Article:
Correspondent 2006

Roussel is another example of those lesser, or at least less well known artists, who like Rops, is known for one painting  – a one hit wonder. French, but living in England most of his adult life, he was a friend of Whistler and moved in interesting Anglo-French circles. His Reading Girl was lambasted by The Times which probably did him no harm. The painting was not after all a mythical subject in the manner of Lord Leighton who would probably have painted her reclining on a marble bench reading a scroll in Pompeii, destined to hang in a respectable drawing room.

Reading Girl by Roussel

Reading Girl by Roussel

The lovely shawl made her appear modern to the public of the time – it is Japanese and ‘Japonisme’ was all the rage – it is curious that the addition of clothing to a nude tends to make the subject more risqué – Wilson Steer never dared to exhibit Seated Nude in a Black Hat (1900) precisely because she was wearing a hat! I hope to do my version of Steer’s picture shortly.

David Scherman's photo of Lee Miller in Hitler's Bath

The woman in Correspondent is not reading but typing, not passive but active, not at home reading Picture Post (although there is a copy on the floor), but out in the field – a war correspondent. I based the idea on journalist Lee Miller who was famously photographed in Hitler’s bath by David Scherman – a tie in with my Homage to Corday. Miller had photographed the London blitz in 1940 and tried to get accreditation to serve with the British Army as war photographer – it was refused. The American army were not so squeamish.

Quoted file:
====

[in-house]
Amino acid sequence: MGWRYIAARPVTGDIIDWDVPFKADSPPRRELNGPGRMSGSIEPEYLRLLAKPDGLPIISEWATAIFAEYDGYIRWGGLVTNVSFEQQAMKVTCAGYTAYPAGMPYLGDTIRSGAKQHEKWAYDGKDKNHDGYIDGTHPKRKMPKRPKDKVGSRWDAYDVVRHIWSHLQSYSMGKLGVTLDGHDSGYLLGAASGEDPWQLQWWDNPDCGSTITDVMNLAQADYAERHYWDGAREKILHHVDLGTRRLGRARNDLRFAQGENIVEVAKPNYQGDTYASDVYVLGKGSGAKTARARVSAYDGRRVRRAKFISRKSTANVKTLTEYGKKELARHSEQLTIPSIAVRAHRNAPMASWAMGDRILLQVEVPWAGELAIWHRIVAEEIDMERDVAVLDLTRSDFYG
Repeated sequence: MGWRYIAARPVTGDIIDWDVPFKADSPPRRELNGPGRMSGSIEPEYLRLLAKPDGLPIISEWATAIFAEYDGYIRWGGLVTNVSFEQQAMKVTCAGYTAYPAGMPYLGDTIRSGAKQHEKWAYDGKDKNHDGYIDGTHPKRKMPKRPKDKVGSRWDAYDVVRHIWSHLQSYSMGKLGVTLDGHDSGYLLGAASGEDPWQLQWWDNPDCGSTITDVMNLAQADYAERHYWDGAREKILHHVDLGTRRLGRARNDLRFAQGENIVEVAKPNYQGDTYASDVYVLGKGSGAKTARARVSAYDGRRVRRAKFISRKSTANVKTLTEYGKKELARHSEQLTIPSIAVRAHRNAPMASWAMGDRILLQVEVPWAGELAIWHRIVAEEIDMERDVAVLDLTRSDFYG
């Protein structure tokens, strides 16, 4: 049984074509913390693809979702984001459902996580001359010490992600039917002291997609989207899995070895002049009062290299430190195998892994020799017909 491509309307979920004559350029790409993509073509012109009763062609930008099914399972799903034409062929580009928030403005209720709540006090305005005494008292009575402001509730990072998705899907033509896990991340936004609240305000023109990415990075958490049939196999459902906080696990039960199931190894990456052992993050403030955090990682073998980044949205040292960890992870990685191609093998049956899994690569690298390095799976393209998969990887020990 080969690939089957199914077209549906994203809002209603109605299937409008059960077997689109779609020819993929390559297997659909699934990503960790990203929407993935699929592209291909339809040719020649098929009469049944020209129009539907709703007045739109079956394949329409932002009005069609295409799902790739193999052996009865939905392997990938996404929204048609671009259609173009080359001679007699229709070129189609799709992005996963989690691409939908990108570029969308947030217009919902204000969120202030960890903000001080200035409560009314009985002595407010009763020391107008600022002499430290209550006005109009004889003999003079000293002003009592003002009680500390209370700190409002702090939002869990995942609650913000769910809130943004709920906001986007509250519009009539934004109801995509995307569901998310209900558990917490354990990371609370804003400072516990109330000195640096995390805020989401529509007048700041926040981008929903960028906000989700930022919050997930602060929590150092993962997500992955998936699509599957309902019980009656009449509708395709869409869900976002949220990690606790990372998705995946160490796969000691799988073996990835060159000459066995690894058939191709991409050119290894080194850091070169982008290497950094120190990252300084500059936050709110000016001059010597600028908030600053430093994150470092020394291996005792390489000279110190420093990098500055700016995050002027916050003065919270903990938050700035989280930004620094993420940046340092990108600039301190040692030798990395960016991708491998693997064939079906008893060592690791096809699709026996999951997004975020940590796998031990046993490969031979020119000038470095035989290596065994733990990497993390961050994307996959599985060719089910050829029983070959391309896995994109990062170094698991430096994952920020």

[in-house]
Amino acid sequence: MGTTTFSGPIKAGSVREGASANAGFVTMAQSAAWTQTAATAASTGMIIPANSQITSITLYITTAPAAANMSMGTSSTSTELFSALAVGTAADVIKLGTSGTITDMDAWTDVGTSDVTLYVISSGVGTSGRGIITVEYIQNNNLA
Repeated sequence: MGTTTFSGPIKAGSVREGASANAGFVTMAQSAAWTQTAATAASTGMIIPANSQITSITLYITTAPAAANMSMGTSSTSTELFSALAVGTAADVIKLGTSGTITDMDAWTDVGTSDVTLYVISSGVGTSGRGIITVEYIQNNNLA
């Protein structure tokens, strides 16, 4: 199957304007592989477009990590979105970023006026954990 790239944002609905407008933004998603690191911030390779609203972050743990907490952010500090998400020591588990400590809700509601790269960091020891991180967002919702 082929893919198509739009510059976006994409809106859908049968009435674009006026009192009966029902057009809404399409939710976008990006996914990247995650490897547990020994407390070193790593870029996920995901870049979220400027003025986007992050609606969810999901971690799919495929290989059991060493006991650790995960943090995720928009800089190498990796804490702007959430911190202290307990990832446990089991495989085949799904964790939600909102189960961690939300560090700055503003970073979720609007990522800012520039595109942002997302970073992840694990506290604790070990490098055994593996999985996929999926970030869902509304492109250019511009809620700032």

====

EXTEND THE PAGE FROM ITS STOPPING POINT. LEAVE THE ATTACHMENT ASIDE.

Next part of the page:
Paolo Ganzi shooting behind-the-scenes

The model, young Australian Journalist Katia Sanfilippo, subsequently wrote about the experience of posing naked for art’s sake: the article has been published in several women’s magazines. The scene itself looks like a scene from The English Patient, the Japanese shawl  replaced by the Burberry, and the tin hat is slung over the chair rather than on her head – after all I did not want to be too provocative.


You can read journalist/model Katia’s entertaining account of the shoot from the model’s point of view here

Tecnical notes. Camera: Mamiya RB67, using Kodak 160NC. The set was in a living room in Bologna. I shot it immediately after Klimtomania just changing the background from orange to black; the model is Katia who is also in Klimtomania. The  background is a Roman ruin at sunset  shot in digital and blended in using Photoshop. I found a 1940 copy of Picture Post in Charing Cross Rd  and laid it under the seat in Photoshop.

Make-up: Simonetta Baletti of Art and Make-up


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